Can't resist the lure of KFC or the 4pm office chocolate run when you're feeling peckish? Then it's likely be your junk food addiction, not your stomach, talking.
According to intensive medical research in the US, fatty processed foods and high fructose sugar treats can be as addictive as cocaine and cigarettes.
The shocking findings come after American scientists looked into the results from 28 independent studies on food addiction. According to the most recent study by the University of Florida in Gainesville, the findings were so stark, it was hard to ignore the obvious links between junk foods and food addiction.
"The data is so overwhelming the field has to accept it," says Nora Volkow from the National Institute on Drug Abuse. "We are finding tremendous overlaps between drugs in the brain and food in the brain."
During their investigation, researchers found that obese and compulsive eaters were irresistibly drawn to images of junk food in the same way cocaine addicts were when shown a bag of the white powder.
In the junk food eaters, the decision-making area of the brain (the orbit frontal cortex) released a surge of dopamine as they looked at high-fat foods. This is the same reaction drug users get when presented with cocaine.
Another clue into how large quantities of fatty processed foods can change the way the brain is wired, lie with the results from the study on rats by the Research Institute in Jupiter, Florida.
Researchers gave the rats access to foods such as processed bacon, cheesecakes and creamy cake frosting, for one hour a day. They discovered that when the fatty treats were presented to the rats, they began binge eating them, even though they had an unlimited supply of nutritional food.
The rats' brain activity was measured and the study found that processed foods produced the same brain pattern that occurs with escalating intake of cocaine. "To see food do the same thing was mind boggling," said professor Paul Kenny from the study.
Another US food addiction study, by Princeton University, looked into sugar addiction. Lab rats were given 10% of solution of sugar water (the same amount as in most soft drinks) and the researchers found that although they had no problems with the rats having the solution occasionally, they reacted differently when they were allowed the sugar water every day. Scientists discovered that the animals experienced severe withdrawal symptoms, anxiety, the shakes and tremors when they had the sugar drink taken away - the same reaction drug addicts have when they need a hit.
"We consistently found that the changes we were observing in the rats bingeing on sugar were like what we would see if the animals were addicted to drugs," said professor Nicole Avena from the study.
The research findings across all studies are so significant that scientists are using them to help create a drug that could help binge eaters alter their food preferences.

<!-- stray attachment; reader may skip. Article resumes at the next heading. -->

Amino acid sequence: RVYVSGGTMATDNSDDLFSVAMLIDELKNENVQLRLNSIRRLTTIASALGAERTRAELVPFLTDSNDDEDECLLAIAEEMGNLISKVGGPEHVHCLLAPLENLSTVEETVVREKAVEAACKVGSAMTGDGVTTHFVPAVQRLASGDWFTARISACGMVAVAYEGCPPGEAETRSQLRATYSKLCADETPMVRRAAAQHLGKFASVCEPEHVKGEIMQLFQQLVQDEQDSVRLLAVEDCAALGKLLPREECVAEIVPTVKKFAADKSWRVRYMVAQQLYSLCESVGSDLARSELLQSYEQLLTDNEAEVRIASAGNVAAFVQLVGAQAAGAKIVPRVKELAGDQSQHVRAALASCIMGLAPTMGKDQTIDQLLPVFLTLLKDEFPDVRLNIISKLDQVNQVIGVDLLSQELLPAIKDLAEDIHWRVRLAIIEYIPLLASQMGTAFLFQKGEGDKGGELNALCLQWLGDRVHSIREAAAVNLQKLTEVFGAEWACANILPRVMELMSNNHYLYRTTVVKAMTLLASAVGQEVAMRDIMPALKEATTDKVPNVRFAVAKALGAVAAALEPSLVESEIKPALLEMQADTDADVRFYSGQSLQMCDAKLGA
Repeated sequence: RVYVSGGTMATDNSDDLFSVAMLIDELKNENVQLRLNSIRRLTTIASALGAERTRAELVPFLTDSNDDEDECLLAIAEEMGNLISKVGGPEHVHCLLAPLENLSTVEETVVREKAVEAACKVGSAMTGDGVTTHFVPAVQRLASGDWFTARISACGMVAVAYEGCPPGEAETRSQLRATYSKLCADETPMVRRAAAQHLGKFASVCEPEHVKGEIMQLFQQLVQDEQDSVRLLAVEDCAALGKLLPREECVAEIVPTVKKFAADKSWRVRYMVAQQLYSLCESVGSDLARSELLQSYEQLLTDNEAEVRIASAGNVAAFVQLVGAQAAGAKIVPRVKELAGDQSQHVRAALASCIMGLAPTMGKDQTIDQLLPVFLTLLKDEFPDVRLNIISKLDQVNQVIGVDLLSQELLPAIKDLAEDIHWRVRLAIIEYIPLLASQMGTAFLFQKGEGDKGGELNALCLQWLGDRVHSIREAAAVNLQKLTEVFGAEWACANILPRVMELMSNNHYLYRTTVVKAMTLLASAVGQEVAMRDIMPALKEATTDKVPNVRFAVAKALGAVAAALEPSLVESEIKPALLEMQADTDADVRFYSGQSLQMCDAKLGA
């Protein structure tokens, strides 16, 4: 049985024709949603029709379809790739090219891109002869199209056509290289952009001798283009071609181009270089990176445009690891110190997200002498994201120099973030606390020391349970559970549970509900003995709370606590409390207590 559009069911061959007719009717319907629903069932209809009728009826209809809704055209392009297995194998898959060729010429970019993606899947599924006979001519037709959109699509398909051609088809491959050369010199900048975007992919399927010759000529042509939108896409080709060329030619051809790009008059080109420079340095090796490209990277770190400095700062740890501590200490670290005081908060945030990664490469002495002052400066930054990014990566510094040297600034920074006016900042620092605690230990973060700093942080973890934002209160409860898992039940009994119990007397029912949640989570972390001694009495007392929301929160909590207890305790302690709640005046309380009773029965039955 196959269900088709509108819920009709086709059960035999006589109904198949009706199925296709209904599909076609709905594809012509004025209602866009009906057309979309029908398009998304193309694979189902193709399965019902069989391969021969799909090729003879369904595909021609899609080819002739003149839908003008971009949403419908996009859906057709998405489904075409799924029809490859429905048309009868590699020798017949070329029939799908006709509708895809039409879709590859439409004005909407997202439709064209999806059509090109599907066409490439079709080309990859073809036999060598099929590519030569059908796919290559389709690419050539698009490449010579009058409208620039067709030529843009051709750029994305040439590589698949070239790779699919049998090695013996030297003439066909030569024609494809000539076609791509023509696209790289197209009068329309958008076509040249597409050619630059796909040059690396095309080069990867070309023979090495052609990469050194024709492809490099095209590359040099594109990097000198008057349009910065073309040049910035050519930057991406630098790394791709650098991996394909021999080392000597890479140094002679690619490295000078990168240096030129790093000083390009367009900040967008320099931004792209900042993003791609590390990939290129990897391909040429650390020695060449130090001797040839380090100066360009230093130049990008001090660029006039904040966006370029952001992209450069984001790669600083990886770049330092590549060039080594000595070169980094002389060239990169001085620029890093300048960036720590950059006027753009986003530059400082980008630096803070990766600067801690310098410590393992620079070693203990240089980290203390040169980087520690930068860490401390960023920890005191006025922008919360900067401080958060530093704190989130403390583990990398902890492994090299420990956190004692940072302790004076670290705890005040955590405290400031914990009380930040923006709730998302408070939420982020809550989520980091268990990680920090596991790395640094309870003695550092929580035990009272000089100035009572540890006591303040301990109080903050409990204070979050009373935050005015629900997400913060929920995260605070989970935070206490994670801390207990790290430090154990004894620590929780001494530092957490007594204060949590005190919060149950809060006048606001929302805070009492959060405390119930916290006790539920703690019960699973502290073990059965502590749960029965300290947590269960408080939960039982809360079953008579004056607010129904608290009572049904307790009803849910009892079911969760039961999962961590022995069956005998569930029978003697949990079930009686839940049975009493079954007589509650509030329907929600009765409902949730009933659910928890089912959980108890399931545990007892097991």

"We are trying to develop treatments that interfere with pathological food preferences," says Mark Gold from the University of Florida in Gainesville.
"Let's say you are addicted to ice cream, you might come up with a treatment that blocked your interest in ice cream, but doesn't affect your interest in meat."
Moreover, if fatty foods are written off as addictive, food companies could be faced with a drawn-out consumer safety battle like the anti-smoking movement that took place on the tobacco industry.
"This could change the legal landscape," says Kelly Brownell from Yale University. "People knew for a long time cigarettes were killing people, but it was only later they learned about nicotine and the intentional manipulation of it."
However, the junk food companies are sticking to their guns. "I have never heard of anyone robbing a bank to get money to buy a candy bar or ice cream or pop," Indra Nooyi, the chief executive at PepsiCo, told Bloomberg.
Doreen Virtue, author of Constant Craving offers her advice on how to resist your salt, sugar and fat cravings and stay on the right track with your diet.
"Ginger ale and soy milk are high in tyramine, which can help relieve chocolate cravings. Pekoe tea is high in chocolate's other stimulating ingredient. theobromine."
"One reason we shun fruit during our sweet cravings is that fruit seems like a deprivation alternative. We've got to dress fruit up! Put a little flavoured, fat-free yoghurt on top. Puree the fruit with an ice cube and some ginger ale. Microwave sliced apple for two minutes at high temperature with a little bit of cinnamon and you've got a quick, low calorie apple-pie type treat."
"If, after analysing your cravings, you discover any anger, frustration or stress, ask yourself how you might take even one step toward alleviating the source of these emotions. Is there someone you can talk to, or some changes that you can make in your life? If you reduce the source of your uncomfortable emotions, you won't need to crave sweet things anymore."
If we tell our bodies that this chocolate bar or hamburger will be our last treat ever, we're more likely to binge. "It's like we're seeing a beloved person for the last time, so of course we want to spend as much time as possible with that object of affection." The key is eat all treats in moderation and if the craving get too much, seek healthier alternatives.
"Crunch on crisp vegetables dipped in low calorie, fat-free salad dressing. Instead of potato chips and french fries, go for carrot and celery sticks. Broccoli and cauliflower florets are also tasty replacements. They may not seem as appealing as the fatty versions, but the crunch and flavour will soothe your craving."
"Sweet treats usually equal reward. We all need pats on the back and kudos for hard work. But instead of stopping at the cookie shop or take-out, why not treat yourself to a new book, item of clothing or shoes? This will feel just as satisfying and is much healthier than a fat-laden treat."